As the CFPB notes, federal law prohibits requesting or receiving upfront payment for certain telemarketed credit repair services. Specifically, if a company offers services that purport to remove derogatory information from, or improve, a person’s credit history, credit report, or credit rating, the fee can only be collected after a certain amount of time has elapsed. time consuming and it has been shown that the promise of results has been achieved.
But according to the CFPB, the Progrexion companies billed consumers when they signed up for their credit repair services and on a monthly basis thereafter, ignoring the appropriate waiting period and failing to demonstrate that the promised results were achieved.
According to the CFPB, Progrexion makes most of its money selling the credit repair services offered by Lexington Law.
And the company sells these services by working with “affiliates” who send business to the companies through several methods, including a “hotswap” calling program.
Through this program, Progrexion businesses partner with businesses that offer certain products such as home capital leases, mortgages, auto loans or personal loans.
Affiliates market their loans through inbound and outbound calls. During these calls, affiliates identify consumers who could potentially need credit repair services.
While these people are still on the phone, their call is transferred from the affiliate to one of the Progrexion companies so the company can start selling its credit repair services. This call transfer is called a “hot swap”.
According to the CFPB, hotswaps typically occur directly after a caller has been denied a loan.
“The Hotswap program aims to convince consumers to purchase credit repair services when they have been denied a product or service they wanted,” CFPB said. “According to the Progrexion website, ‘This call-based program is so effective because it connects people to credit repair the moment they’ve been denied credit.’”
According to the CFPB, a “significant amount” of business credit repair activity is generated by these hotswaps.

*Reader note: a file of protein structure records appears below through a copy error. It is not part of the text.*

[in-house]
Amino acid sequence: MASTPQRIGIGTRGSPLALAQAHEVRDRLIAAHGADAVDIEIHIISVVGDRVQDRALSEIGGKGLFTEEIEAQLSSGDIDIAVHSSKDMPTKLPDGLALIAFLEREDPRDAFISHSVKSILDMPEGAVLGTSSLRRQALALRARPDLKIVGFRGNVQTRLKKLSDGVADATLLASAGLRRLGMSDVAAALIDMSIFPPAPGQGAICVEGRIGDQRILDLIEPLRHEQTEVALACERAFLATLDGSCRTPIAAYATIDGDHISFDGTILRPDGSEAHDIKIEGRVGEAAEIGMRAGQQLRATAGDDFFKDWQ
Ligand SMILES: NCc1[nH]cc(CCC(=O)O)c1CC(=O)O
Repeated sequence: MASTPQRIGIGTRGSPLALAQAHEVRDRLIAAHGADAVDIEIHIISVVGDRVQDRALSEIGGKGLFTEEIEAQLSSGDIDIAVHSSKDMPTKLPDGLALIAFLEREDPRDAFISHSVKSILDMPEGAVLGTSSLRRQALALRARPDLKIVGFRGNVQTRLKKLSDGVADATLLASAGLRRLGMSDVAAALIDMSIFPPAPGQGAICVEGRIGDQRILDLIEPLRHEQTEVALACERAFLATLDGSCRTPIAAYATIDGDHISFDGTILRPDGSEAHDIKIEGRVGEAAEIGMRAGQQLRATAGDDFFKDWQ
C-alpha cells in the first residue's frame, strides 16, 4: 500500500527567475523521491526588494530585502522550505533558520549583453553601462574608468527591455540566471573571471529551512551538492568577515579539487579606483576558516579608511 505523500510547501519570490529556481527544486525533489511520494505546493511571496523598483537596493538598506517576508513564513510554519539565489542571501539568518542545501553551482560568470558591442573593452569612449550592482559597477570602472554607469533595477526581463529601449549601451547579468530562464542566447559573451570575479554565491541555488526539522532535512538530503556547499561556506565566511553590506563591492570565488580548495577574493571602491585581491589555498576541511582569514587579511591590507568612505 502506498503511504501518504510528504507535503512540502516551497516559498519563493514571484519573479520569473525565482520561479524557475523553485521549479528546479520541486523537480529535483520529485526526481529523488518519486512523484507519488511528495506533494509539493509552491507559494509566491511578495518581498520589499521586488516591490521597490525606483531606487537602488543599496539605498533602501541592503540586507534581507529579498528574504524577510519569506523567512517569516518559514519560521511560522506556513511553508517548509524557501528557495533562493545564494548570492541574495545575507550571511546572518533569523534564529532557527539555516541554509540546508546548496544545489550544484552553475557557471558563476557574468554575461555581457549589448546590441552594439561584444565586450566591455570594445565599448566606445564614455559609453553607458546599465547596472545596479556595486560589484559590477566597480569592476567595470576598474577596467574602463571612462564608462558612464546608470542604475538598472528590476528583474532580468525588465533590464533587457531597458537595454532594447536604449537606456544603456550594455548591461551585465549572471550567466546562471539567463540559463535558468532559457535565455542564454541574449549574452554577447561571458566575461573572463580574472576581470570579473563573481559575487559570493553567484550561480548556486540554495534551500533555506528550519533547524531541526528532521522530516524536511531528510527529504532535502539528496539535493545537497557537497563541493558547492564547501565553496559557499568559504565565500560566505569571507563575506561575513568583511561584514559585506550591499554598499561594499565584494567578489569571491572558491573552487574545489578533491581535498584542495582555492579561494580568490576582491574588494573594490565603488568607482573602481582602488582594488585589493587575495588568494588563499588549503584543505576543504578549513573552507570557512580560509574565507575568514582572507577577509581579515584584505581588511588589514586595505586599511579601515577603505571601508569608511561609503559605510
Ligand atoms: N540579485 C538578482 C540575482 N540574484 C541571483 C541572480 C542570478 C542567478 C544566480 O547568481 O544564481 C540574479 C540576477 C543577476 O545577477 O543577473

In other cases, some of these affiliates used “advertisements which included bogus real estate listings, bogus rental housing opportunities, bogus relationships with lenders, bogus credit guarantees, and false and unsubstantiated statements. past consumer performance, “as well as” false and unsubstantiated claims about consumers’ chances of success in obtaining products and services such as capital leases, mortgages or personal loans “, as incentives to trying to get consumers to call.
In one case, one of Progrexion’s most prodigious sources of lead was a business that was supposed to offer low-interest mortgages, access to rent-to-own housing, and other products or services, but who in reality did not provide such products or services.
According to the CFPB, the company admitted that it was simply acting as an “affiliate call center that transfers potential clients to Lexington Law”. The anonymous company was responsible for sending over 100,000 people to Progrexion who signed up for credit repair services over a five-year period.
CFPB is suing Progrexion companies to prevent them from “engaging in ongoing illegal practices that harm consumers nationwide by charging consumers illegal upfront fees related to credit repair services and by marketing and telemarketing these services through misleading representations, and to obtain redress for consumers who have been harmed by these practices. ”